can you eat feta cheese while pregnant ?- Pasteurized milk feta cheese is likely safe to eat because the pasteurization procedure kills any hazardous germs. According to the Food and Drug Administration (FDA)Trusted Source, pregnant women should only eat feta cheese that has been prepared from pasteurized milk. Only eat cheese that has a clear label that says “produced from pasteurized milk.”
Having said that, the Centers for Disease Control and Prevention (CDC)Trusted Source advises that there is always a danger for pregnant women who consume soft cheeses – even pasteurized goods might include germs if the cheese is prepared in an unclean plant.
can you eat feta cheese while pregnant ?
You may begin to worry which cheeses are off-limits for the next 9 months as soon as you get a positive pregnancy test. After all, many foods should be avoided when pregnant since they offer significant hazards to you or your kid. In general, when it comes to soft cheeses such as feta, you should avoid eating any spreadable cheese that has not been pasteurized. However, feta cheese manufactured from pasteurized milk is safe to consume.
“[Avoiding unpasteurized feta] is advised due to the risk of a bacteria called Listeria monocytogenes, which can be harmful to your unborn baby,” explains Kristie Leigh, RDN, a registered dietitian and senior manager of scientific affairs at Danone North America with over 15 years of experience in the food, beverage, and supplement industries.
Listeria food poisoning, also known as listeriosis, can be avoided in part by avoiding raw animal products. Soft cheeses are traditionally prepared from raw milk, however pasteurizing the milk eliminates the listeria danger. Listeria and other germs will be killed by the pasteurization process, which involves heating followed by rapid cooling.
Most fresh, soft cheeses in the dairy case are pasteurized, but it is always a good idea to double-check the label. If the label is unclear or you have concerns, select something alternative, such as hard cheeses such as cheddar and parmesan, or other dairy products such as milk and yogurt.
“Read labels carefully and avoid feta or other soft cheeses made from raw, unpasteurized milk, such as goat, brie, camembert, ricotta, and blue cheese,” Leigh says.
Every pregnancy is unique. If you have any concerns about eating feta cheese while pregnant, speak with a healthcare specialist about your specific situation.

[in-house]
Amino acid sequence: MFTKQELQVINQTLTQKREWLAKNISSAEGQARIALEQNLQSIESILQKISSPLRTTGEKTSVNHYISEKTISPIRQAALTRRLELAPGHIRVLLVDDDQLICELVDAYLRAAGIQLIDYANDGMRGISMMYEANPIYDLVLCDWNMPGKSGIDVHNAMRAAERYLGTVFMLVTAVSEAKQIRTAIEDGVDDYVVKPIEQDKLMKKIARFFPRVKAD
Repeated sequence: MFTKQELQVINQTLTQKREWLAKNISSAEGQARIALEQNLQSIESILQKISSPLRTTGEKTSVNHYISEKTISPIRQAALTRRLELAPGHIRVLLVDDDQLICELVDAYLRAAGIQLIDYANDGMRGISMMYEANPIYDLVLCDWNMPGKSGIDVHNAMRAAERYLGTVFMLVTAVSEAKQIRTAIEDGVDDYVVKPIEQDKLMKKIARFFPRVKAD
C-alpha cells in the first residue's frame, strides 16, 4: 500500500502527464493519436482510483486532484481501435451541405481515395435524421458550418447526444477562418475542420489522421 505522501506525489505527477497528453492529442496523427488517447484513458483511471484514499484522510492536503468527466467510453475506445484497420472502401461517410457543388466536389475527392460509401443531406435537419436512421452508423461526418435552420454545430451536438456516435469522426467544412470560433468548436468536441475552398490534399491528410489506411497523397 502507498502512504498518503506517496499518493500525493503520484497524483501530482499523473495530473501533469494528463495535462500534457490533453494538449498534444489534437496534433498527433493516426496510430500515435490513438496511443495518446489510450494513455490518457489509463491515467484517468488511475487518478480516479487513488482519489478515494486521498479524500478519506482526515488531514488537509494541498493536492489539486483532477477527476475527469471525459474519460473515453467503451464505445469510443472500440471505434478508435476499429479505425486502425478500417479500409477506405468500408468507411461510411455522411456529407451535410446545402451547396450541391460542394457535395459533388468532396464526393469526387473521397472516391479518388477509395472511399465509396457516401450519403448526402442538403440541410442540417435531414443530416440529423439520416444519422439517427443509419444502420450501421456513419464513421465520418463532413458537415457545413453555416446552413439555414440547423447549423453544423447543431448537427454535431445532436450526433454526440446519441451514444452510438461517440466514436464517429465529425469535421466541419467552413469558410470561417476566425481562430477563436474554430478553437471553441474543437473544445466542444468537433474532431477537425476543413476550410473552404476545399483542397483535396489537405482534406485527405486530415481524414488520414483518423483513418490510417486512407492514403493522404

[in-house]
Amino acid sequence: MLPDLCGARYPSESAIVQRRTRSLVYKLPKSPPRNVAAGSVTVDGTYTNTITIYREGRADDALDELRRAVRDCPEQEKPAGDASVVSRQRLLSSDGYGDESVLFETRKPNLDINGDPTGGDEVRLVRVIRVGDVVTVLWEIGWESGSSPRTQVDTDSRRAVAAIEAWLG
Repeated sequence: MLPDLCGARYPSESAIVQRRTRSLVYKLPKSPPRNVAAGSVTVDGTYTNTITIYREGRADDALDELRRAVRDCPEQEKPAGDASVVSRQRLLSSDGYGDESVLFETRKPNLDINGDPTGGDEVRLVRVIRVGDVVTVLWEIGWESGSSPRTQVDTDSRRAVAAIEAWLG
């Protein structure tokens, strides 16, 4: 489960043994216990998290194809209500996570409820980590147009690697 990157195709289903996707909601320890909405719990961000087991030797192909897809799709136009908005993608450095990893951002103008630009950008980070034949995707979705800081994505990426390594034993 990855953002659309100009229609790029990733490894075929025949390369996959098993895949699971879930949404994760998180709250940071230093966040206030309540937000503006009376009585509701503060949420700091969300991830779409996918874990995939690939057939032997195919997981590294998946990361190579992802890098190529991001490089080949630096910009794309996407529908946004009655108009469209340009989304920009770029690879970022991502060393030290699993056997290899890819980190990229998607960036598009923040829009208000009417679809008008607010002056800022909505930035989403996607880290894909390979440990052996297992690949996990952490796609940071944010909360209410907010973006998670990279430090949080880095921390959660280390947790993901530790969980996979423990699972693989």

Is it safe for the baby?
Only pasteurized feta is healthy for you and your unborn child. As previously stated, eating feta prepared with raw, unpasteurized milk puts you at risk of contracting listeria. Listeria, albeit uncommon, can have devastating repercussions for an unborn child.
This infection can lead to miscarriage, especially in the early stages of pregnancy. It can potentially result in preterm labor, low birth weight, baby death, or major developmental issues.
Feta Cheese Advantages During Pregnancy
Cheese is one of the most typical pregnancy cravings, owing to its numerous health advantages. In reality, there are several major health benefits of eating cheese, including calcium, protein, and even vitamin D. Here is a deeper look at these advantages.
Calcium is one of the most vital minerals for both you and your baby during pregnancy. Calcium plays an important function in the development of strong bones and teeth. During pregnancy, your baby will take what they require for growth and development, so make sure you consume enough to maintain your own bones strong as well. Keep in mind that your body cannot produce calcium on its own, thus it is vital to take calcium-rich meals such as feta cheese or other calcium-rich foods.
“[Make sure] you’re getting enough dairy foods—three servings a day—which are important for your baby’s growing bones and good growth,” says Leigh.
Protein consumption during pregnancy promotes fetal growth and brain development. Protein is also required for tissue development and blood volume increase. Feta is a rich source of protein, with 1 ounce having roughly 4 grams.You need around 60 grams of protein each day when pregnant, so aim to consume meals that include meat, tofu, eggs, or beans to meet that need.
Consuming feta cheese is a fantastic method to acquire some of the vitamin D you require while pregnant. Vitamin D is required for normal prenatal development. In fact, a lack of vitamin D has been linked to a slew of issues for both mothers and newborns. Preeclampsia, gestational diabetes, premature labor, low birth weight, and childhood asthma are among the most serious complications.
Consult your doctor about how much vitamin D you require. The standard prescription is 400-600 IU, which is commonly given in the form of a prenatal vitamin.If you are severely lacking in vitamin D, your doctor may advise you to supplement.
Precautions for Safety
- If you are pregnant, you should avoid soft, unpasteurized cheeses. Consuming raw animal products always puts you at risk for listeriosis, a potentially fatal infection for your unborn child.
- You may have chills, disorientation, diarrhea, fever, headache, muscular pains, or even loss of balance if you contract listeriosis. In certain circumstances, you may have no symptoms at all. When this occurs, you may unwittingly transmit the virus to your kid.